On their second day as a public stock quoted on the Nasdaq, Facebook’s share price lost close to 11% of its value – falling below its list price. The stock market doesn’t appear to be friendly to the social network at this time.
Facebook’s stock market debut has been interesting, with the world’s largest social network having difficulty finding friends on the Nasdaq. Having more than 900 million users doesn’t appear to be enough alone to entice investors, even though it is still too early to draw any real conclusions.
Facebook signalled their stock market launch last Friday with a list price of 38 dollars a share, with 421 shares being listed on the market. The IPO raised 16 billion dollars and valued the group at 104 billion dollars.
It could be that this introduction is slightly excessive. On Friday, Facebook’s shares closed at 38.23 dollars thanks to investment bank Morgan Stanley’s assistance. On Monday, the company’s second day on the market, Facebook’s share price opened at 36.66 dollars before finally closing at 34.03 dollars.
Facebook’s share price therefore lost more than 4 dollars (or 10.99%), falling below the list price. This is concerning in the sense that other Nasdaq technology companies jumped on the day, like Yahoo! following the announcement that they had reached an agreement with Alibaba. It can be noted that LinkedIn’s share price did retreat on the day though.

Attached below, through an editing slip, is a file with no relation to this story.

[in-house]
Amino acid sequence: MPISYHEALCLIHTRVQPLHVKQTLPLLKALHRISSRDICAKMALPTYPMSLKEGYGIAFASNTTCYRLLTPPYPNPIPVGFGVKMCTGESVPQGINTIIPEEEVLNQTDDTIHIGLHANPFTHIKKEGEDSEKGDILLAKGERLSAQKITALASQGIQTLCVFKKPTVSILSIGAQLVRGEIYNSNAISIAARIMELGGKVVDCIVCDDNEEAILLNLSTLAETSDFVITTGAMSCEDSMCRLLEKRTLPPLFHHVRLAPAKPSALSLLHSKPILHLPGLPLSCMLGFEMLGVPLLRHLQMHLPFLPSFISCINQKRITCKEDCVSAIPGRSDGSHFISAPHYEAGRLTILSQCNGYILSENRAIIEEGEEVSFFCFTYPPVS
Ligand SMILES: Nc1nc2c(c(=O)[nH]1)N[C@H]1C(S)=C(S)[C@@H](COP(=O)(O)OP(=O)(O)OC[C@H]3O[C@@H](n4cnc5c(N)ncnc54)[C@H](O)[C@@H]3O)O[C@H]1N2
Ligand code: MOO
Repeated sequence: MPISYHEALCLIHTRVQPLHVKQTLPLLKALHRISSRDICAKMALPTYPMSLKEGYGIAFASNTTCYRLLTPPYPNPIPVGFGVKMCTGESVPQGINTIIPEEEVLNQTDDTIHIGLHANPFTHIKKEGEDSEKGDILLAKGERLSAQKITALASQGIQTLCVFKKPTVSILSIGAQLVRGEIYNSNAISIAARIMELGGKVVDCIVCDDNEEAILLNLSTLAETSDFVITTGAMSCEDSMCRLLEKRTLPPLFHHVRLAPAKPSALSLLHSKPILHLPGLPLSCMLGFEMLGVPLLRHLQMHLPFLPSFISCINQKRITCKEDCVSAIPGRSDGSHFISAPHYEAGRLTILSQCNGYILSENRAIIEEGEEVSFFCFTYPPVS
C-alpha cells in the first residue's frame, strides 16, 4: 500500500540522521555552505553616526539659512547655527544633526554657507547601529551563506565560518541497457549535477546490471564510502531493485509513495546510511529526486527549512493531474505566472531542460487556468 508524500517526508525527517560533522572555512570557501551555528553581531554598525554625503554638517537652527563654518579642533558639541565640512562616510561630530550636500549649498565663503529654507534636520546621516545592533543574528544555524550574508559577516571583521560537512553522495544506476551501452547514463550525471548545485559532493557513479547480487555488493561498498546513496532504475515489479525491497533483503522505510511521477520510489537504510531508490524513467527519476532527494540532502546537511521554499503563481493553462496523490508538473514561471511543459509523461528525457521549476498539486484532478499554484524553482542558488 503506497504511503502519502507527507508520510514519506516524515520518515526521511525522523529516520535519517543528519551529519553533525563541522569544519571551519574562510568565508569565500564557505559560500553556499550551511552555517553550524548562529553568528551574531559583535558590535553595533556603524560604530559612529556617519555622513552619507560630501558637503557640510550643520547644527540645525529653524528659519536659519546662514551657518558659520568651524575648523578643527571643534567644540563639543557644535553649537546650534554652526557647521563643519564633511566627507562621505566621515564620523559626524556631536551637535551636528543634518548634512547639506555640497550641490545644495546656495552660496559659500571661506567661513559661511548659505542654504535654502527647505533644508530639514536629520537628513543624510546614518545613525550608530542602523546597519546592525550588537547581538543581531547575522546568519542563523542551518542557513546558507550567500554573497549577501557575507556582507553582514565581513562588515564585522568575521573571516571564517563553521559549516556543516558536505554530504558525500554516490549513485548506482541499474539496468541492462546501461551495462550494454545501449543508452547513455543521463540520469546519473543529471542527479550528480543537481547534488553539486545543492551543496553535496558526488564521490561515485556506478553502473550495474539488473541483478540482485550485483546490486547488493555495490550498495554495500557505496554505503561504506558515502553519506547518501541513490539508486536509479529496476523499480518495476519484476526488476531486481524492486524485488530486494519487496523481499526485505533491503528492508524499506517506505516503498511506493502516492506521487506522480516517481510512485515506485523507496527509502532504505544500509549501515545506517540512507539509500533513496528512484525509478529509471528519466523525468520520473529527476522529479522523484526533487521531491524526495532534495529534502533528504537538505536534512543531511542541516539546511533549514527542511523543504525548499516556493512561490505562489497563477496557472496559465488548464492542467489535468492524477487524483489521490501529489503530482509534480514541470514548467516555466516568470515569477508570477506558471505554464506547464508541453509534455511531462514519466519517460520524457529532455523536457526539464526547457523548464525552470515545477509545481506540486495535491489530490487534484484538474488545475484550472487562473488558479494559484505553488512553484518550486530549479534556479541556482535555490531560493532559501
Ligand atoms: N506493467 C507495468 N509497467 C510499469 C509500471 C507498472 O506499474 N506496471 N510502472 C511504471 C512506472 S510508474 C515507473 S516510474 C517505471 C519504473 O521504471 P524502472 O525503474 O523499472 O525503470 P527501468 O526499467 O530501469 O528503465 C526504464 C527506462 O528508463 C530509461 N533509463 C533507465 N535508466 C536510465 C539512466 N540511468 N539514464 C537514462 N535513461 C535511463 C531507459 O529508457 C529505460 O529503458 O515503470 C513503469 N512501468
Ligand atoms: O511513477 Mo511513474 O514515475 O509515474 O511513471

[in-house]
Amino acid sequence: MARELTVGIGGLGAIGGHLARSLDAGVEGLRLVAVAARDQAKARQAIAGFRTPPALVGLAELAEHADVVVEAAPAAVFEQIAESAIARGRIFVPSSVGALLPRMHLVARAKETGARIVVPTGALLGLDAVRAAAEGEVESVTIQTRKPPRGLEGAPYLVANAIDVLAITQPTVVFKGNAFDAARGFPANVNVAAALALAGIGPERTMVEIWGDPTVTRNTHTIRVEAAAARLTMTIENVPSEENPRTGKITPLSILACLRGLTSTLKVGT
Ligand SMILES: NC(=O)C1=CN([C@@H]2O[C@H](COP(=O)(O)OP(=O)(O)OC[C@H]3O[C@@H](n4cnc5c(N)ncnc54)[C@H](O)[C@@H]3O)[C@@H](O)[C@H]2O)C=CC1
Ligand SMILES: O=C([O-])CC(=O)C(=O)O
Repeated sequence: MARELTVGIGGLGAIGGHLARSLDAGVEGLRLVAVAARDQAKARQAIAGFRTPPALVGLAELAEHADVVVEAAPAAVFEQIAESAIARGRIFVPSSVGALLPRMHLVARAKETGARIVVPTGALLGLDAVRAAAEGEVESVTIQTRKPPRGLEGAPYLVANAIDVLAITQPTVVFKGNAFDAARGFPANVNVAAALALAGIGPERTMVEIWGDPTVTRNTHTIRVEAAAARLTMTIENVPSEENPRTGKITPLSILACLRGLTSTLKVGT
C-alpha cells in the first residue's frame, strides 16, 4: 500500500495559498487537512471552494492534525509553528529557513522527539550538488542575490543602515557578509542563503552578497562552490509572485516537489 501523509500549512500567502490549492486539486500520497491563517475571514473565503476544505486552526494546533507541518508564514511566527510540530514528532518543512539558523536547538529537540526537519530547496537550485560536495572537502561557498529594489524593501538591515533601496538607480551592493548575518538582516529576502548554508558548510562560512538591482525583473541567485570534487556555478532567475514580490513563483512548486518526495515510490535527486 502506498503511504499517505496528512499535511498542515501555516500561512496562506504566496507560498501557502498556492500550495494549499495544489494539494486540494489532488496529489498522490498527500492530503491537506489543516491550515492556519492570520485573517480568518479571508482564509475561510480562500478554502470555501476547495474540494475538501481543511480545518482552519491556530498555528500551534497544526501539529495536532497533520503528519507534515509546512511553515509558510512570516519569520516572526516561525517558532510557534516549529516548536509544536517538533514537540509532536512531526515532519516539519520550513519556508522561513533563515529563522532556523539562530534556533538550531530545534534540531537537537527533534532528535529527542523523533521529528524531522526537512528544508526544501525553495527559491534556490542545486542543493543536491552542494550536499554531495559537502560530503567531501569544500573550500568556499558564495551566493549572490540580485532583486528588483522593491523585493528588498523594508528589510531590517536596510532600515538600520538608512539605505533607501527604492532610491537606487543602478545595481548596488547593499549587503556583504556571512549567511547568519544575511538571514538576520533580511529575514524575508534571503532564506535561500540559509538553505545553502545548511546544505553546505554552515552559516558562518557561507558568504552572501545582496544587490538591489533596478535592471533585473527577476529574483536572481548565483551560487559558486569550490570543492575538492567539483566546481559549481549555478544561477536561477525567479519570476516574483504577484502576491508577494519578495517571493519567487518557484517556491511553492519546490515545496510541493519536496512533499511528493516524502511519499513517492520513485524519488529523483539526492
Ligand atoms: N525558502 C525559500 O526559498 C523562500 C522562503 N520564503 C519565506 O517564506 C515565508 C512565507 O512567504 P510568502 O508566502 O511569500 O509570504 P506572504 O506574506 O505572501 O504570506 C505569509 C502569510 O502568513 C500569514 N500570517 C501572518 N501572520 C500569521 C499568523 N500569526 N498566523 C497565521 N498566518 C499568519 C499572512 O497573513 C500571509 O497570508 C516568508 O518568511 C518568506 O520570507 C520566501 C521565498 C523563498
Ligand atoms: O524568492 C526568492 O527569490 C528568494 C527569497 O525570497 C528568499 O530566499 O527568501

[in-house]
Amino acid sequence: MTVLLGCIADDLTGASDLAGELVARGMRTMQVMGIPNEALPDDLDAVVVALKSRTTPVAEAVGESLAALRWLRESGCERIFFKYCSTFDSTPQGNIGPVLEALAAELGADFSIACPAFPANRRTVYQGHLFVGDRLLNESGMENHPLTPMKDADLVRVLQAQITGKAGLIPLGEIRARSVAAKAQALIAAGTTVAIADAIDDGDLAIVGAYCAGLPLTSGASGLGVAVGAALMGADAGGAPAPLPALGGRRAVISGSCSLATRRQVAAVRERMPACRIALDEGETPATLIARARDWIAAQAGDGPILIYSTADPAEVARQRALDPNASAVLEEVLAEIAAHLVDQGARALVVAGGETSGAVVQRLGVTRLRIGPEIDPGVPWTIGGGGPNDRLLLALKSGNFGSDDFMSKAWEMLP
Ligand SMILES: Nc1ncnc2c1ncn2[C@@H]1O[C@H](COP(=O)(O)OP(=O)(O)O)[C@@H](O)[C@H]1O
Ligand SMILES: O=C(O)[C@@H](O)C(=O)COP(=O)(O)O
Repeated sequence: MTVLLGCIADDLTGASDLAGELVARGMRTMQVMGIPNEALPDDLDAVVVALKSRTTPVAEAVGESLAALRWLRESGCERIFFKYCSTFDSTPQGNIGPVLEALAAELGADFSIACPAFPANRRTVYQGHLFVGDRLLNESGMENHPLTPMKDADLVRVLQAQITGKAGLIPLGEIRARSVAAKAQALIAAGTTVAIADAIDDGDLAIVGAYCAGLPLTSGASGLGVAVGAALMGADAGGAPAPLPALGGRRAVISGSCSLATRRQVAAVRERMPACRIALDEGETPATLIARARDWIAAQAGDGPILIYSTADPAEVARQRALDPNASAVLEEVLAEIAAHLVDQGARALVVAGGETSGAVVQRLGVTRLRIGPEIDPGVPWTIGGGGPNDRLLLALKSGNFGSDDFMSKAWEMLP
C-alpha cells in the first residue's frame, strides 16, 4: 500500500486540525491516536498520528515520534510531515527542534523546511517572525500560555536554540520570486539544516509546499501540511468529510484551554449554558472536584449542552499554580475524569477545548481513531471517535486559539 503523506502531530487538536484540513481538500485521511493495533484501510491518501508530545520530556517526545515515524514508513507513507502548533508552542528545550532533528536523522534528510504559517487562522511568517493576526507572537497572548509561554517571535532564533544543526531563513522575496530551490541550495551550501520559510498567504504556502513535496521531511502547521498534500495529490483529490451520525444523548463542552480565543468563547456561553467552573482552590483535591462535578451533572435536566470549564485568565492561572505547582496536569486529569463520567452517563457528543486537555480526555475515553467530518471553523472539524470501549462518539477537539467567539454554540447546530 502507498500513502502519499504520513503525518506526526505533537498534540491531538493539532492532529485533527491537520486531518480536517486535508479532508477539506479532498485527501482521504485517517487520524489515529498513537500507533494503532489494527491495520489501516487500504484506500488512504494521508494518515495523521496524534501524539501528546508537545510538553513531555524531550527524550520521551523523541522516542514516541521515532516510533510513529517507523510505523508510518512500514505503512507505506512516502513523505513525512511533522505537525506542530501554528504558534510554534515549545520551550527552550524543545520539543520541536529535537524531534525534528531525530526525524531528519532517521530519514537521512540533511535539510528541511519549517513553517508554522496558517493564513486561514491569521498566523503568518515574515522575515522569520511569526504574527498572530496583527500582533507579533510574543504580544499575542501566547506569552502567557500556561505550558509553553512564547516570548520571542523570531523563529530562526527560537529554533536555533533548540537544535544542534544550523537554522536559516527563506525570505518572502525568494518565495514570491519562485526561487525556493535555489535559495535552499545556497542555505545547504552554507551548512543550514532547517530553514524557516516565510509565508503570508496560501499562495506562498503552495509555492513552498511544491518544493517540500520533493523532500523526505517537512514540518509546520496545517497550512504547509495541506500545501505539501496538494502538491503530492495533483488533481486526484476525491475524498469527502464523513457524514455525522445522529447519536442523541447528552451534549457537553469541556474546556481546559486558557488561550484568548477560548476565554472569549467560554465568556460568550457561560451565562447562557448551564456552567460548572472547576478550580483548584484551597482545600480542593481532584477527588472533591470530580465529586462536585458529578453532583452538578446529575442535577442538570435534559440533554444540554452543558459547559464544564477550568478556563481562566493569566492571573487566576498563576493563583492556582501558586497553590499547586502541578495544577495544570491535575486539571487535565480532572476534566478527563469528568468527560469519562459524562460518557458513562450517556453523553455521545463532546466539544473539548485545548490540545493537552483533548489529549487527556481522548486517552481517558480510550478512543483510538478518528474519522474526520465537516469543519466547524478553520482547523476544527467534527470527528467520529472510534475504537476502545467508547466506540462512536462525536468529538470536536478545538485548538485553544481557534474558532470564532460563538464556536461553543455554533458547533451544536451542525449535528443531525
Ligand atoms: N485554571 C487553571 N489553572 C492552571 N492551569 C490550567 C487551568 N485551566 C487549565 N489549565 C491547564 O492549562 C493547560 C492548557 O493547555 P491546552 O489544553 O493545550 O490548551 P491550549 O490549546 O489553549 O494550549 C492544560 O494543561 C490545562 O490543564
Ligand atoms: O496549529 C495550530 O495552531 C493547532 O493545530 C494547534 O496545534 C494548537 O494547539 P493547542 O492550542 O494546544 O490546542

This difficult beginning for Facebook demonstrates the uncertainty around social networks – or at least their exaggerated values. By withdrawing their support as an advertiser due to insufficient returns, General Motors decision could be viewed as a king of alarm.
Online advertising is Facebook’s main source of revenue – something which is rather sensitive to markets. The social network is also betting on virtual goods, with profit from this field expected around 2016. To diversify, Facebook has also launched an experiment in New Zealand with users being able to pay to highlight their status updates.
But Facebook also has other problems to overcome linked to privacy concerns. In the United States, a group is threatening the company with a 15 billion lawsuit for privacy violation.